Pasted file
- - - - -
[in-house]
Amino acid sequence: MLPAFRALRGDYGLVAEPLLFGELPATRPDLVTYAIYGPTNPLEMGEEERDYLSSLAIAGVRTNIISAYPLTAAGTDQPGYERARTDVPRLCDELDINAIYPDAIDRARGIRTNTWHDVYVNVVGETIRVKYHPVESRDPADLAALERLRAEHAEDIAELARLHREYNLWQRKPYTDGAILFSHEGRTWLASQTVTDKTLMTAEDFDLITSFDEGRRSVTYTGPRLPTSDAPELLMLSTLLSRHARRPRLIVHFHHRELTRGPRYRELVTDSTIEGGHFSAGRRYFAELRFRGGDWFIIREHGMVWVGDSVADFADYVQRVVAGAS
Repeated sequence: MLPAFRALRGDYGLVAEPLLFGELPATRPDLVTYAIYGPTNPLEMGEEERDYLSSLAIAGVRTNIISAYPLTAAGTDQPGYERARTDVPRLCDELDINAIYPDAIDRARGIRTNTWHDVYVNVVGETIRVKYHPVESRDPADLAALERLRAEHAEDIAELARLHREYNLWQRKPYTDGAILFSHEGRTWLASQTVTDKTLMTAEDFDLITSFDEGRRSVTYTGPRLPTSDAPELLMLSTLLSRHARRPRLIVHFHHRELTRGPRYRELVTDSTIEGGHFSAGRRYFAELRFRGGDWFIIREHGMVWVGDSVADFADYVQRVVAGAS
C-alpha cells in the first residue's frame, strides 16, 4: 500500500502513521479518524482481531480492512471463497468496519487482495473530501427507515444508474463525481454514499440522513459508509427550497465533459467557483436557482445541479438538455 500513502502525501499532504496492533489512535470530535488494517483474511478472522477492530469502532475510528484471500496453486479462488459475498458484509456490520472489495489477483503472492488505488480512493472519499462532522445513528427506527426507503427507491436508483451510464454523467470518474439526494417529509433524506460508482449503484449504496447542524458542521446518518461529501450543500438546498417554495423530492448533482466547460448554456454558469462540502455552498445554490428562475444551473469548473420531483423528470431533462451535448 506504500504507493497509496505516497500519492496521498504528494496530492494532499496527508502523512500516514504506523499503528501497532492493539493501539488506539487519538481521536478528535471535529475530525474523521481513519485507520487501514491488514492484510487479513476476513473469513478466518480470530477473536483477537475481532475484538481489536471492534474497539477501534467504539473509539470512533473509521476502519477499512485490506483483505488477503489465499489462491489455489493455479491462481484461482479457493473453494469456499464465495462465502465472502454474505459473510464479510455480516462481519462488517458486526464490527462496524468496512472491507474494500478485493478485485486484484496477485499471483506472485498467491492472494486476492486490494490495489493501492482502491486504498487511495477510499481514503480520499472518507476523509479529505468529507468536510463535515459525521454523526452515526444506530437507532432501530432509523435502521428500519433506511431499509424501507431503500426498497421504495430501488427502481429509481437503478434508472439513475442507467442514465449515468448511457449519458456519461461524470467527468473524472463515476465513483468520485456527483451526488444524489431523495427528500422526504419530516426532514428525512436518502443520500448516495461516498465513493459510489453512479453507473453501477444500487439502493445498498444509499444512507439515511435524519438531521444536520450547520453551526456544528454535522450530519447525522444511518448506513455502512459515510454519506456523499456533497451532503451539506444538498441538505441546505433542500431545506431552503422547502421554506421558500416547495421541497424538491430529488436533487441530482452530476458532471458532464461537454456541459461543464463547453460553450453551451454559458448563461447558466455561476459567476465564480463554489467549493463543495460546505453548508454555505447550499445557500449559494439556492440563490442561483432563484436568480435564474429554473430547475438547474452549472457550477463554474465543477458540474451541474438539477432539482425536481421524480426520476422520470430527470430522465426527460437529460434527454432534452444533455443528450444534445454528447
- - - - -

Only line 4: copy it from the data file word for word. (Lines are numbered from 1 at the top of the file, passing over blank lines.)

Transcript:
C-alpha cells in the first residue's frame, strides 16, 4: 500500500502513521479518524482481531480492512471463497468496519487482495473530501427507515444508474463525481454514499440522513459508509427550497465533459467557483436557482445541479438538455 500513502502525501499532504496492533489512535470530535488494517483474511478472522477492530469502532475510528484471500496453486479462488459475498458484509456490520472489495489477483503472492488505488480512493472519499462532522445513528427506527426507503427507491436508483451510464454523467470518474439526494417529509433524506460508482449503484449504496447542524458542521446518518461529501450543500438546498417554495423530492448533482466547460448554456454558469462540502455552498445554490428562475444551473469548473420531483423528470431533462451535448 506504500504507493497509496505516497500519492496521498504528494496530492494532499496527508502523512500516514504506523499503528501497532492493539493501539488506539487519538481521536478528535471535529475530525474523521481513519485507520487501514491488514492484510487479513476476513473469513478466518480470530477473536483477537475481532475484538481489536471492534474497539477501534467504539473509539470512533473509521476502519477499512485490506483483505488477503489465499489462491489455489493455479491462481484461482479457493473453494469456499464465495462465502465472502454474505459473510464479510455480516462481519462488517458486526464490527462496524468496512472491507474494500478485493478485485486484484496477485499471483506472485498467491492472494486476492486490494490495489493501492482502491486504498487511495477510499481514503480520499472518507476523509479529505468529507468536510463535515459525521454523526452515526444506530437507532432501530432509523435502521428500519433506511431499509424501507431503500426498497421504495430501488427502481429509481437503478434508472439513475442507467442514465449515468448511457449519458456519461461524470467527468473524472463515476465513483468520485456527483451526488444524489431523495427528500422526504419530516426532514428525512436518502443520500448516495461516498465513493459510489453512479453507473453501477444500487439502493445498498444509499444512507439515511435524519438531521444536520450547520453551526456544528454535522450530519447525522444511518448506513455502512459515510454519506456523499456533497451532503451539506444538498441538505441546505433542500431545506431552503422547502421554506421558500416547495421541497424538491430529488436533487441530482452530476458532471458532464461537454456541459461543464463547453460553450453551451454559458448563461447558466455561476459567476465564480463554489467549493463543495460546505453548508454555505447550499445557500449559494439556492440563490442561483432563484436568480435564474429554473430547475438547474452549472457550477463554474465543477458540474451541474438539477432539482425536481421524480426520476422520470430527470430522465426527460437529460434527454432534452444533455443528450444534445454528447